Review: clipping. – There Existed an Addiction to Blood

Ah, Sub Pop Records… a Seattle-based label founded in the 1980s responsible for signing bands like Nirvana, Soundgarden, Mudhoney among others in the grunge movement at that time. In later years, they signed acts like Fleet Foxes, Sleater-Kinney, Flight of the Conchords, Father John Misty, and if you noticed, while the label does mostly have alt-rock and indie-pop acts in their roster, there are some hip-hop acts there as well.

Some of these include The Evil Tambourines in 1999, Shabazz Palaces (who have already been discussed quite a bit on this site), and of course the subject of this review: clipping.

Clipping. is an experimental horrorcore hip-hop group formed in 2009 consisting of producers Jonathan Snipes (formerly 1/2 of Captain Ahab) & William Huston and rapper Daveed Diggs. Most know Diggs for being a part of the ever-popular musical Hamilton, playing Marquis de Lafayette and Thomas Jefferson. as well as last year’s underrated movie Blindspotting, which he wrote, produced, and starred in. The group has 2 studio albums made earlier in 2014 and 2016, respectively, and now we’re at their third album, There Existed an Addiction to Blood.

Having already described their style being horrorcore, the singles released have shown some promise with their darkly-tinted sound and intensely gruesome lyrical details. The first single, “Nothing is Safe,” has heavily John Carpenter-inspired production with Diggs describing cops raiding a trap house.

Windows boarded and sealed, doors are bolted and locked
Product cookin’ on pace, weaponry fully stocked
Bodies sleepin’ in shifts, other bodies keep watch
Bullets are for anybody caught runnin’ up in the spot, the pop, the pop
Drop the lights, so drop low, something shot from the trees
Went straight through the front door, homie drop to his knees
Blood seepin’ from his neck, as he struggle to breathe
Wooden floor is stained wet, gets soft the more that he bleeds, he leaves, believe

We also have “Blood of the Fang,” which offers this soulful gospel sound with lyrical themes of racial violent throughout history, especially within current times, plus in the music video you’ll see them operating on a gun like it’s a human being with body organs and everything, My favorite of the singles is definitely “La Mala Ordina,” and the more I listened to and read into it, the more I loved it. The song is how most rappers misunderstand the mafia and fronts like they’re a part of them, but then when they face the realities of them, they fall victim and bleed slowly to death. This explains the noise production near the end from harsh noise artist The Rita, and the guest rappers portraying the actual gang members liable to end your life are quite impressive as well, with underground emcees El Camino and Benny the Butcher in those roles.  Yes, even though it sounds like half a clipping. song and half of something you expect from a Griselda joint, it’s still all good here.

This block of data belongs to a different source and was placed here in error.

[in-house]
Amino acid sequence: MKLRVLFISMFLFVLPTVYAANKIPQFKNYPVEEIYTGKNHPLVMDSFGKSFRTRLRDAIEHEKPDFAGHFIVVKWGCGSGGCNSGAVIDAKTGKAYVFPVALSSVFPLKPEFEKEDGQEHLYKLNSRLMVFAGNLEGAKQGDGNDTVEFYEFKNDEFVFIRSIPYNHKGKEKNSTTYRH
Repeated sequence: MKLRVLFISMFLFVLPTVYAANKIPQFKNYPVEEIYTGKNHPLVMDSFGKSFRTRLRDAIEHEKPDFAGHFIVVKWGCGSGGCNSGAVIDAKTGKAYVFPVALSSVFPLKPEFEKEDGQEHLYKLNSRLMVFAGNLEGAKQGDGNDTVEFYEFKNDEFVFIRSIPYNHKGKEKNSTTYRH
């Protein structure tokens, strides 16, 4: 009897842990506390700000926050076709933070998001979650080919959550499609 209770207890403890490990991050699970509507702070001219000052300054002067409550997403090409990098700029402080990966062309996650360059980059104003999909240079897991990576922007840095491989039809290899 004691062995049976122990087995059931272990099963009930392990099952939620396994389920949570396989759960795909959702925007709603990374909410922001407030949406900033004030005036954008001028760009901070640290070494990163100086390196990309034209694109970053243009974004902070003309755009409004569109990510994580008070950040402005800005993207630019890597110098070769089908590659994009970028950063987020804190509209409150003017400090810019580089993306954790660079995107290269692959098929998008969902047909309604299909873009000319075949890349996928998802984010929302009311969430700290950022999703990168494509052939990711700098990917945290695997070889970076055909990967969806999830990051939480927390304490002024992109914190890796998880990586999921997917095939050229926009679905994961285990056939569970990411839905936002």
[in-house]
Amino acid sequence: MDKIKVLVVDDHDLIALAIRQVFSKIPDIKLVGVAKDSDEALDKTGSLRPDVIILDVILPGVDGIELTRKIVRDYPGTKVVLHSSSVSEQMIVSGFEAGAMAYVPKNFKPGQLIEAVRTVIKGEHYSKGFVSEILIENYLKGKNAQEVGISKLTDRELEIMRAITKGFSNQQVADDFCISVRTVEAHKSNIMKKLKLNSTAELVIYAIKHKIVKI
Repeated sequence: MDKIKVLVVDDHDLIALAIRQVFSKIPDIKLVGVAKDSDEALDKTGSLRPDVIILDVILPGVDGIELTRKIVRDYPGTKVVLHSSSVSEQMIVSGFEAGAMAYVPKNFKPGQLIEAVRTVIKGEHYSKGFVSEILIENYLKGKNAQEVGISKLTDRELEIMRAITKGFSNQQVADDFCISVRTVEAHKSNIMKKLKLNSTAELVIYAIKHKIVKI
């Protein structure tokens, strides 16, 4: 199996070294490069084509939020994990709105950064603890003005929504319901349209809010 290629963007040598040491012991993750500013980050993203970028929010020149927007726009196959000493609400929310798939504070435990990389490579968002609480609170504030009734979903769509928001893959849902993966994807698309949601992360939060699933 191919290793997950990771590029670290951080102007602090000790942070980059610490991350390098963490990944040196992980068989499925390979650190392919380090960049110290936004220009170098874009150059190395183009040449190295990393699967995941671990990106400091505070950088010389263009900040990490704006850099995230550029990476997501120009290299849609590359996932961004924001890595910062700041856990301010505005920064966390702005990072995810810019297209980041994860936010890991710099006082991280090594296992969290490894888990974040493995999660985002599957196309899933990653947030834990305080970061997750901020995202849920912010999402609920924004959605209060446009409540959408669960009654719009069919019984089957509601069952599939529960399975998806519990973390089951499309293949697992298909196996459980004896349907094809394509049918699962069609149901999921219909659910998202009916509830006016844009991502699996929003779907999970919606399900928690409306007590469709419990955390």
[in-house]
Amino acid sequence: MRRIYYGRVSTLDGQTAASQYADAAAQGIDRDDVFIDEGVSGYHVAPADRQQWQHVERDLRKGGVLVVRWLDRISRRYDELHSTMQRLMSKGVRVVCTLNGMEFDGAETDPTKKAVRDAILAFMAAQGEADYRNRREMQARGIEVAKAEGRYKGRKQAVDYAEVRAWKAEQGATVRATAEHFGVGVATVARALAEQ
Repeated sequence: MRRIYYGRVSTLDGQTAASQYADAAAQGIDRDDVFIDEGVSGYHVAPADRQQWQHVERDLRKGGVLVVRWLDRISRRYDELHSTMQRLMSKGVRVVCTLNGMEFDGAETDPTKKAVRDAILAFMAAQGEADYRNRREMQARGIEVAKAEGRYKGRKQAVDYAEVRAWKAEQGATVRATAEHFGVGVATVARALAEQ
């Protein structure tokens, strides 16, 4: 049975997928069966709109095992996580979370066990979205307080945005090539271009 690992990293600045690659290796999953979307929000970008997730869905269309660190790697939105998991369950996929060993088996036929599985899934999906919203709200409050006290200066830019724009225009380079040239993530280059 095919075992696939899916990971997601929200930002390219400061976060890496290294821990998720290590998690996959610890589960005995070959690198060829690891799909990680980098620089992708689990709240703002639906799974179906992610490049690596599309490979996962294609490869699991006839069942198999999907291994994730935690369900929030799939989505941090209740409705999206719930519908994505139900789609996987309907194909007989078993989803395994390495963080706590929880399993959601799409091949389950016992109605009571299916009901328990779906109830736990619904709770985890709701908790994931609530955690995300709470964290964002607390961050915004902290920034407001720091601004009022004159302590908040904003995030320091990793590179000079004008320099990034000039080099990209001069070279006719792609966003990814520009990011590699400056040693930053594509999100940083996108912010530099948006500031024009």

“He Dead” as Ed Balloon on the chorus and the intro, telling you the dangers reminiscent of what an elderly man would tell you to stay away from or else ‘You Dead,’ and Daveed also spits out bars about them looking and running for you and you questioning why they’re always looking for you. “Club Down” has the horrifying feel of being shot at in the club with background screams and gunshots heard throughout, and the feeling of dread gets creative with “All in your Head,” where the pimp talk from Too $hort and Suga Free done by Robyn Hood get re-contextualized into an exorcism, which does lead into a gospel outro from Counterfeit Madison.

The majority of the album has the intensity of surviving the world we knowin here and the ending makes it more haunting, although the final track of the album, called “Piano Burning,” is literally sounds of a piano burning…. for 18 minutes. I get the symbolism and meaning of that final track as if it’s like you’re slowly dying as the piano burning. With that said, it wouldn’t be the track to go back to unless I did a full album listen, and the same can be said for the interludes with some 70s horror movie samples and a quiet instrumental interlude. As for Daveed’s rapping, he delivers on some excellent story-telling bars and fast-rapping, and thankfully the fast-rapping isn’t just a way to show off or just put filler bars for no reason. His verses are very meaty and detailed in terms of the stories and themes they convey.

It’s no question that this album is pretty damn impressive, with detailed horror story vibes and bars from Daveed Diggs, the production which always has something interesting working in there, and thehorror-filled tone that brings it all together. If you’re in the mood for some horrorcore hip-hop this Halloween season, then Clipping’s got you covered.

FINAL VERDICT: Buy it. There existed an fascination to Clipping and this album is bloody brilliant.

There Existed an Addiction to Blood is on Sub Pop Records and is available to get on CD, cassette, vinyl, digital download and on streaming services. You can also purchase it at their Bandcamp.

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